Pasquale, a late '90 birthday, was drafted in the OHL Priority Selection by Belleville but in the '07-'08 season Edward was the main asset moved to Saginaw in acquiring Jan Mursak and Nigel Williams for a deep playoff run. Pasquale became the Spirit's starting goalie at this point and went on to win 8 of his 13 starts during the remainder of the season.

Pasquale finally took a huge step in his development as a prospect in his draft year, being relied upon as the Spirit's workhorse goalie. That season he played in 61 of the team's 68 games, logging a league-leading 3536 minutes in net (344 minutes more than Thomas McCollum). Edward also finished the OHL season 9th in save percentage even though he faced 128 more shots than any other goalie in the league.

After being drafted by the Thrashers, Pasquale's final junior season saw most of his numbers drop - except for his 0.916% save percentage which put him tied with fellow Atlanta prospect Carrozzi for 4th in the league.

Edward made the move to professional hockey this season, where he is part of the numbers game amongst Atlanta's goaltending depth charts. Although his role within the Thrashers farm system was intended to be a platoon in the ECHL with Carrozzi, Pasquale has spent most of the season in the AHL either backing up Peter Mannino or splitting time with Drew MacIntyre. While his numbers aren't necessarily stellar, his numbers compare quite fairly to his elders'.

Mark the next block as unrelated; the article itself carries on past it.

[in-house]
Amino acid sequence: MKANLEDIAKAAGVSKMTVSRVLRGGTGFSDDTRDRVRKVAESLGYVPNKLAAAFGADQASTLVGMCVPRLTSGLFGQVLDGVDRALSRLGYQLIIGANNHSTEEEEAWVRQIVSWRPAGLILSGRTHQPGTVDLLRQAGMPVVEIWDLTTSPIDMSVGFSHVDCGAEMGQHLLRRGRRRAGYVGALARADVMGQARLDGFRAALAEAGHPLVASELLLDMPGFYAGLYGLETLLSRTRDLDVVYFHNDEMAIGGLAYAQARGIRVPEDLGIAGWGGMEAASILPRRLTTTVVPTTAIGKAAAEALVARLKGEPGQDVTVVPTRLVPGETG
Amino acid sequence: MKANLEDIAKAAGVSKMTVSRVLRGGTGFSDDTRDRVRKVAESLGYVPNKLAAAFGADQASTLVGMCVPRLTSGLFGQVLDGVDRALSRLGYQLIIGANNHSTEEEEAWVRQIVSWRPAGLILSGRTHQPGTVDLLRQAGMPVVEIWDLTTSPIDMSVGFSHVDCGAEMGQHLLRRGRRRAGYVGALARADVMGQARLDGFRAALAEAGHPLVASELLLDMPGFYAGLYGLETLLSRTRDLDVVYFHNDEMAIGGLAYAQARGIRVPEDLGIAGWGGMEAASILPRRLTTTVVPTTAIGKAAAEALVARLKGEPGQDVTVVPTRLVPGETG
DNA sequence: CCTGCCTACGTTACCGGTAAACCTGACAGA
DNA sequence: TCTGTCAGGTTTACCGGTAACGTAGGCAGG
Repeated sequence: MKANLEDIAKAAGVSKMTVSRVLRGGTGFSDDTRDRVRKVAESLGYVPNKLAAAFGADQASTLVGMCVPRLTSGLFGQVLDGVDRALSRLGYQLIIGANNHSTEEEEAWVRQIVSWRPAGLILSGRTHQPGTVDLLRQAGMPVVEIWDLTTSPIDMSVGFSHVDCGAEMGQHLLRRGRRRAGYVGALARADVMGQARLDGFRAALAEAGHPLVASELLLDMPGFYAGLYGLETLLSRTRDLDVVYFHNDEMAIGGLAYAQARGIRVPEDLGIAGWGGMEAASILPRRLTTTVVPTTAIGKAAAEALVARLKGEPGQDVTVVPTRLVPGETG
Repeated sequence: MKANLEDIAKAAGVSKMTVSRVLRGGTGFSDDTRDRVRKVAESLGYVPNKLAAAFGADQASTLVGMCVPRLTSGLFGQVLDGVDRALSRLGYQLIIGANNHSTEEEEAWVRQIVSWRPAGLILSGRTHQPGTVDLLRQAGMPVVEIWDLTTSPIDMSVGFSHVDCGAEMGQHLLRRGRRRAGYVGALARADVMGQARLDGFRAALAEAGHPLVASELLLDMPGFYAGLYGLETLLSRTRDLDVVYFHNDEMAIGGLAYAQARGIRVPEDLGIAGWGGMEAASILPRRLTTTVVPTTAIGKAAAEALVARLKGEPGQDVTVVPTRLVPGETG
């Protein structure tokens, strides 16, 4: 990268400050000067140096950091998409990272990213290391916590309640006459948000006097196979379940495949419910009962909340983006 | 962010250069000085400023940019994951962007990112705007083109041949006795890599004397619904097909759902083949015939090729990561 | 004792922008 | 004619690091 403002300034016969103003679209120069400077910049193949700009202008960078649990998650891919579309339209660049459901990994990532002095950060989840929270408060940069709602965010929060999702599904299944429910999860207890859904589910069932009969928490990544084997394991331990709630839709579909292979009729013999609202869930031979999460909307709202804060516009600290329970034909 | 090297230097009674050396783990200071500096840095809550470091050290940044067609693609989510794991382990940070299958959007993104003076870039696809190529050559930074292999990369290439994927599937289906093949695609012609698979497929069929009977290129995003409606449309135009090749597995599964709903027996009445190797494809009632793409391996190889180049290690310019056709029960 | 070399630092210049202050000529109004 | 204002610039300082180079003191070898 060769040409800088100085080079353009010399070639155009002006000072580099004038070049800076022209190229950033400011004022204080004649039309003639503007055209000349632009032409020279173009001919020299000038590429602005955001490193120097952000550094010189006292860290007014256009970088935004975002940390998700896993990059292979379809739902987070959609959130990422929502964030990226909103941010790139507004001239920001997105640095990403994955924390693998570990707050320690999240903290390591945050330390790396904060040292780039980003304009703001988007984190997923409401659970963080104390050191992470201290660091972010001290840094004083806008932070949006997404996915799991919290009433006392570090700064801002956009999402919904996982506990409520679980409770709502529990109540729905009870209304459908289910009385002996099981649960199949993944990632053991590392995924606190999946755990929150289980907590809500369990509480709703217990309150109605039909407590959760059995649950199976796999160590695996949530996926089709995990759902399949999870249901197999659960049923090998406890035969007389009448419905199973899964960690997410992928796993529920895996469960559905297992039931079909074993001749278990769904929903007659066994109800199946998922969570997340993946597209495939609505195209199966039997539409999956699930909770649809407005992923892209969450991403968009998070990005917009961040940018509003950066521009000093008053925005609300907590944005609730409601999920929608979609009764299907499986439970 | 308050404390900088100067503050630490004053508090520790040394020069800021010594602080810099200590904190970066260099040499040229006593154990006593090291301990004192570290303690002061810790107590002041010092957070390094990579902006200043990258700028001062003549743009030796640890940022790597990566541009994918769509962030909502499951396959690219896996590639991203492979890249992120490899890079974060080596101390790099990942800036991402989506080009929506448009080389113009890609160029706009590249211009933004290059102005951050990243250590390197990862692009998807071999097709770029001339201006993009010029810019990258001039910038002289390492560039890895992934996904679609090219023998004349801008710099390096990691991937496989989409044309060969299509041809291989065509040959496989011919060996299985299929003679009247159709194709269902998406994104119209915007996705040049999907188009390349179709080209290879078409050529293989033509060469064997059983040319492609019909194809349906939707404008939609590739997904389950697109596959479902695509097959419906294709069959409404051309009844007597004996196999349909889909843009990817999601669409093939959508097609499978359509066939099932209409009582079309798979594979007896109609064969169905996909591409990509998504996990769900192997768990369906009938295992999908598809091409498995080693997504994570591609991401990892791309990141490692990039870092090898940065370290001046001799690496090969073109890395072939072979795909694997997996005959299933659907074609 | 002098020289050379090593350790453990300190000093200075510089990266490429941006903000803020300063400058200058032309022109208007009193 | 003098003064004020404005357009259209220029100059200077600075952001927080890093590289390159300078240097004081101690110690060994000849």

Mannino: 27 GP, 12 W, 0.896 SV%, 3.09 GAA 
MacIntyre: 11 GP , 5 W, 0.901 SV%, 3.04 GAA
Pasquale: 11 GP, 5 W, 0.892 SV%, 3.16 GAA
Long story short, my faith in Pasquale as a legitimate NHL goaltending prospect roots in the fact that NHL teams love guys that can steal games for them, log a ton of minutes, and persevere when things seem rough. Pasquale's perseverance will definitely be put to the test given his place on the Thrashers' depth chart, but the fact that he has already demonstrated the other two qualities during his career shows his upside.

Julian Melchiori, D
Very High Risk, High Reward
Melchiori was drafted by the Thrashers in the 3rd round of the 2010 draft out of the OJHL's Newmarket Hurricanes, namely for his unknown level of upside. During his two years in the OJHL, the 6'3" defenceman posted 45 points in 87 games, including a 7-goal season in '09-'10.

After being drafted by Atlanta in June, Melchiori joined the Kitchener Rangers for the '10-'11 season though he originally intended on developing in the NCAA. Now listed at 6'4" and 209 lbs., Julian hasn't quite lived up to my expectations on a hot Rangers team; however, Melchiori's 14 points in 41 games put him third in team defencemen scoring behind the league-leading Ryan Murphy and overager Jamie Doornbosch, both of which see ample time on the team's powerplay.

With the Rangers currently sitting in 3rd in the OHL's Western Conference (2 points back of Owen Sound with two games in hand), Melchiori should, at the very least, get the opportunity at a deep playoff run where he should gain valuable experience that can translate into a more productive season in '11-'12.

Only 19 years old, there is still plenty of time for Melchiori for develop. Considering the talent currently on the Thrashers roster, one can imagine Atlanta beginning to give their defensive prospects plenty of opportunity once they are forced to make some hefty financial commitments over the next few years, and Melchiori should be one of those guys in due time.